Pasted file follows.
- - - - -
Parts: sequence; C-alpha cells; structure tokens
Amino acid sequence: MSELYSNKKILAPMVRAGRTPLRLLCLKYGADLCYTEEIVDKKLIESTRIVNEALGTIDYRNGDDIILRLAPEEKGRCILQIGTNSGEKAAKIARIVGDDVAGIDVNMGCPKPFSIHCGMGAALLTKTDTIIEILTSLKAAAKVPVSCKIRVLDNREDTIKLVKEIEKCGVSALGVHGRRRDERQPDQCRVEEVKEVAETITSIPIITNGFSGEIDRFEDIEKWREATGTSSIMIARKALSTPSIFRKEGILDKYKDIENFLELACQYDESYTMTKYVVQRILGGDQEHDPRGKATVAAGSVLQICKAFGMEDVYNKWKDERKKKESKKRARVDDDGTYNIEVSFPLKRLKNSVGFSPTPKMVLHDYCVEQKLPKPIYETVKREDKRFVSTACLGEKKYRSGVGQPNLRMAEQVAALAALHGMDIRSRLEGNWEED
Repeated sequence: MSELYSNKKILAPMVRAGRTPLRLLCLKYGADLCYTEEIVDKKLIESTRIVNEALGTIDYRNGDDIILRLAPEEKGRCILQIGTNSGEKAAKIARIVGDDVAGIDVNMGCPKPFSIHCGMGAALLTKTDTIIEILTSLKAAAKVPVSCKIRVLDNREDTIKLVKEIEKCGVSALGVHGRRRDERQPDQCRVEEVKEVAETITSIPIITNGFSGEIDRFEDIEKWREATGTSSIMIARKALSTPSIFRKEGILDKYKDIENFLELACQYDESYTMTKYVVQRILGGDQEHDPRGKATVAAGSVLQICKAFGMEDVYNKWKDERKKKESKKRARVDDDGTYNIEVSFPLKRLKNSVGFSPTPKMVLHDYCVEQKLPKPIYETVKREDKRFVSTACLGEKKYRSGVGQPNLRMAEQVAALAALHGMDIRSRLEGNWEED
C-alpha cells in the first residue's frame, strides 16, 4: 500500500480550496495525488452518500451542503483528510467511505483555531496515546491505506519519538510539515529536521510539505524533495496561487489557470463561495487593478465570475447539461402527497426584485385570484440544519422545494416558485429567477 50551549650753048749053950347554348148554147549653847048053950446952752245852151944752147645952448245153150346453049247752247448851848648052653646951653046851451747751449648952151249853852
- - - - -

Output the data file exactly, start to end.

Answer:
Parts: sequence; C-alpha cells; structure tokens
Amino acid sequence: MSELYSNKKILAPMVRAGRTPLRLLCLKYGADLCYTEEIVDKKLIESTRIVNEALGTIDYRNGDDIILRLAPEEKGRCILQIGTNSGEKAAKIARIVGDDVAGIDVNMGCPKPFSIHCGMGAALLTKTDTIIEILTSLKAAAKVPVSCKIRVLDNREDTIKLVKEIEKCGVSALGVHGRRRDERQPDQCRVEEVKEVAETITSIPIITNGFSGEIDRFEDIEKWREATGTSSIMIARKALSTPSIFRKEGILDKYKDIENFLELACQYDESYTMTKYVVQRILGGDQEHDPRGKATVAAGSVLQICKAFGMEDVYNKWKDERKKKESKKRARVDDDGTYNIEVSFPLKRLKNSVGFSPTPKMVLHDYCVEQKLPKPIYETVKREDKRFVSTACLGEKKYRSGVGQPNLRMAEQVAALAALHGMDIRSRLEGNWEED
Repeated sequence: MSELYSNKKILAPMVRAGRTPLRLLCLKYGADLCYTEEIVDKKLIESTRIVNEALGTIDYRNGDDIILRLAPEEKGRCILQIGTNSGEKAAKIARIVGDDVAGIDVNMGCPKPFSIHCGMGAALLTKTDTIIEILTSLKAAAKVPVSCKIRVLDNREDTIKLVKEIEKCGVSALGVHGRRRDERQPDQCRVEEVKEVAETITSIPIITNGFSGEIDRFEDIEKWREATGTSSIMIARKALSTPSIFRKEGILDKYKDIENFLELACQYDESYTMTKYVVQRILGGDQEHDPRGKATVAAGSVLQICKAFGMEDVYNKWKDERKKKESKKRARVDDDGTYNIEVSFPLKRLKNSVGFSPTPKMVLHDYCVEQKLPKPIYETVKREDKRFVSTACLGEKKYRSGVGQPNLRMAEQVAALAALHGMDIRSRLEGNWEED
C-alpha cells in the first residue's frame, strides 16, 4: 500500500480550496495525488452518500451542503483528510467511505483555531496515546491505506519519538510539515529536521510539505524533495496561487489557470463561495487593478465570475447539461402527497426584485385570484440544519422545494416558485429567477 50551549650753048749053950347554348148554147549653847048053950446952752245852151944752147645952448245153150346453049247752247448851848648052653646951653046851451747751449648952151249853852